Nice Little Clone of DRUNKEN MASTER + PRODIGAL SON
the kung fu kid | 02/29/2004
(3 out of 5 stars)
"BLIND FISTS OF BRUCE stars Bruce Li (real name Ho Chung Tao) whose most famous for being one of the Bruce-Lee-Alikes, actors directed to imitate the legendary Bruce Lee in strings of low budget films patterned after his in the hopes of cashing in on his popularity after he died. Bruce Li is probably the best of the bunch in that he not only possesses above average martial arts skills, but he's also a pretty capable actor when not simply copying Bruce Lee's mannerisms (ie. the thumbing of the nose, the Muhammed Ali dancing, the tasting of his own blood after he's cut and spitting it out, the gritting of teeth followed by violent screams and bursts of action, etc.). In fact BLIND FISTS OF BRUCE shows that Bruce Li could be put to good use copying not only Bruce Lee's films but those of Jackie Chan and Yuen Biao as well for it's basic story is a combination of SNAKE IN THE EAGLE'S SHADOW and DRUNKEN MASTER (inept young man makes good via hard training), and PRODIGAL SON (rich young man gets taken advantage of via poor training).The plot follows a young man whose hobby is kung fu. His teachers, however, are con artists rather than martial artists and in fact pay others to lose to Bruce's character (just like PRODIGAL SON). He finds the truth out the hard way as he gets beat up by a new thug in town who doesn't want to play by the rules. The two teachers ditch Bruce after this deciding it would be more to their advantage to kiss up to the thug whose bent on taking over the town. Bruce discovers that a blind old street musician (Simon Yuen, made famous by DRUNKEN MASTER) in town is really a kung fu expert and he pleads with the old master to teach him. The old man questions Bruce's motives at first refuses and refuses, but upon seeing Bruce's sincerity and determination to learn he changes his mind. A newly trained Bruce sets out for revenge and to rescue the town, but little does he know that the thug has a very powerful martial artist friend who in fact is the man responsible for his newfound teacher's loss of sight. Has Bruce's training prepared him for such a match? Find out in BLIND FISTS OF BRUCE!Although this film clearly borrows a lot from the afore mentioned superior films, it still manages to be quite good. The characters evolve as the film goes on, and all of the action scenes (which are plentiful!) make logical sense. The training scenes are also a blast, especially those involving the two "fake" teachers who teach Bruce such useless, but foolishly fun to watch, styles such as cat and dog, and you actually get to see the hero use the techniques he learns as his fighting gradually improves throughout the duration of the film. This is one area where Bruce Li's acting ability shines. You really believe his character can't beat his opponents at the beginning of the film, but that he just might be able to by the end. Though his fighting skill isn't as sharp as Bruce Lee's (though I don't know of many whose are!), Bruce Li is 100% competent in this film and garners a different kind of audience involvement than that generated by the real Bruce Lee. Bruce Lee's movie characters are always better fighters than his opponents and there's never any real question whether or not his superman skills will prevail. The audience reacts mainly to his screen charisma and his incomparable martial artistry. Bruce Li, on the otherhand, while perhaps less charismatic and less skillful a martial artist than his predecessor, is able to capture audience involvement through sympathy because the characters he plays, in some of his films such as this one, are allowed to progress and develop giving the audience a more human character to relate to and cheer for due to his flaws and his desires to overcome his weaknesses. BLIND FISTS OF BRUCE presents some very nicely handled fight scenes (right from the start!) that arrive at frequent intervals and that, like the story itself, progress, both in length and display of skill. The villains are so vile (con artists, thiefs, rapists, murderers) that they help the fights have meaning, giving you someone to really root against. The weakest part of the film, unfortunately, comes during the climax as Bruce Li and Simon Yuen team up against the most dangerous villain in the film. The choreographer here fails to capture Simon Yuen's strengths, which are his charisma and cleverness, and instead of creating a fight that utilizes those aspects he chooses to have the villain all to obviously slow down his movements to allow for Simon's lack of speed. This could have been avoided by using a more creative approach such as allowing the villain and Bruce Li to go at it full speed with Simon being positioned in the right place at the right time to deliver his blocks, ducks, and hits. This is a minor quibble, however, as Master Yuen still illicits so much charm and at many points does still get to showcase some nice movement for a man of his (or any) age. I'd rate this as one of Bruce Li's best vehicles, and highly recommend it to fans of old school kung fu revenge flicks that contain ample doses of comedy and training sequences. (For fans of Bruce Li, I also HIGHLY recommend the film IRON DRAGON STRIKES BACK!)"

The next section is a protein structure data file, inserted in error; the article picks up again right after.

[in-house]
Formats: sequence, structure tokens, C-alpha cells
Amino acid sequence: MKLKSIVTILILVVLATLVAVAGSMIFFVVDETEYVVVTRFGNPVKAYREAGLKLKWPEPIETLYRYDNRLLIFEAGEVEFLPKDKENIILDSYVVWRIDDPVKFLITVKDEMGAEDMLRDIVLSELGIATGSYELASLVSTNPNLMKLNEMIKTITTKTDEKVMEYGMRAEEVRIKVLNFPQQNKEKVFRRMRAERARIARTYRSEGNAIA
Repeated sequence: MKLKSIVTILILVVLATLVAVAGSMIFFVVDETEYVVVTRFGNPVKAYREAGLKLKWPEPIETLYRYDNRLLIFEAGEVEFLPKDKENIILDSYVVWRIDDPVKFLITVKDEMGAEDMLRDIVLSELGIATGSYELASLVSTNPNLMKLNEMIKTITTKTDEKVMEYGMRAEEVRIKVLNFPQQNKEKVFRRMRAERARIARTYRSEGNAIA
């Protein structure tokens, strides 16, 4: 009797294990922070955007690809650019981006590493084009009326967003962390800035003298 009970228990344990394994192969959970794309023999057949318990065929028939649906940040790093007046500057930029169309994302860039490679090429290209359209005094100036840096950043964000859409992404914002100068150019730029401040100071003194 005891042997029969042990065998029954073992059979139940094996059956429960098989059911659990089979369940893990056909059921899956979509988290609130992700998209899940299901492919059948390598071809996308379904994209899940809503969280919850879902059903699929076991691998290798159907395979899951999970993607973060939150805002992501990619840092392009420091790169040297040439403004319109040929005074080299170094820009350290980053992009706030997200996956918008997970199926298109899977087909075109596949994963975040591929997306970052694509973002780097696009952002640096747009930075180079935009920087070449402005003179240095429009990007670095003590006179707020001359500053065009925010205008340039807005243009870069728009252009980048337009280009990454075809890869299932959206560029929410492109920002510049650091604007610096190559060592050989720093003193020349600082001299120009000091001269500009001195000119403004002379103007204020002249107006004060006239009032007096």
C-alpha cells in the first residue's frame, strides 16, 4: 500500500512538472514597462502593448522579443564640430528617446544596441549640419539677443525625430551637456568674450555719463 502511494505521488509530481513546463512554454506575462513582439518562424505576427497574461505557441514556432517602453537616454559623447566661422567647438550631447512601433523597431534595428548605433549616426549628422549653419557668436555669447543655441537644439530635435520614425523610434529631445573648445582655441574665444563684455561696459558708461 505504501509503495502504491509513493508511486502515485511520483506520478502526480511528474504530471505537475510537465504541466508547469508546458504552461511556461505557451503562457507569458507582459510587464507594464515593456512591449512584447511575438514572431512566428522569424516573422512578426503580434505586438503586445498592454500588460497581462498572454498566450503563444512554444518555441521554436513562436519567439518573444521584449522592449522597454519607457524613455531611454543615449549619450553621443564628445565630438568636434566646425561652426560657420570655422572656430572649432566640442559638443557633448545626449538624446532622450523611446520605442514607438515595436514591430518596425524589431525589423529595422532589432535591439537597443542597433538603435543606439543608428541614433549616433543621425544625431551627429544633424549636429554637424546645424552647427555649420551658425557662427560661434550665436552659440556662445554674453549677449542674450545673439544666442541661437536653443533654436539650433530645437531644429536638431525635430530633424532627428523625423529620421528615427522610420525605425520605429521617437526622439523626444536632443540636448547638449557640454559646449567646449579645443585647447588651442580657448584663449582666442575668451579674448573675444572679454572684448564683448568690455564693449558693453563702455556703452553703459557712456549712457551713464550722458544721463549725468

Old School Kung Fu!
Charles L. Wilk | portland, oregon USA | 12/25/2001
(5 out of 5 stars)
"Simon Yuen and Bruce Li team up in this classic chop sockey adventure. A great flick! Don't miss it at this low price."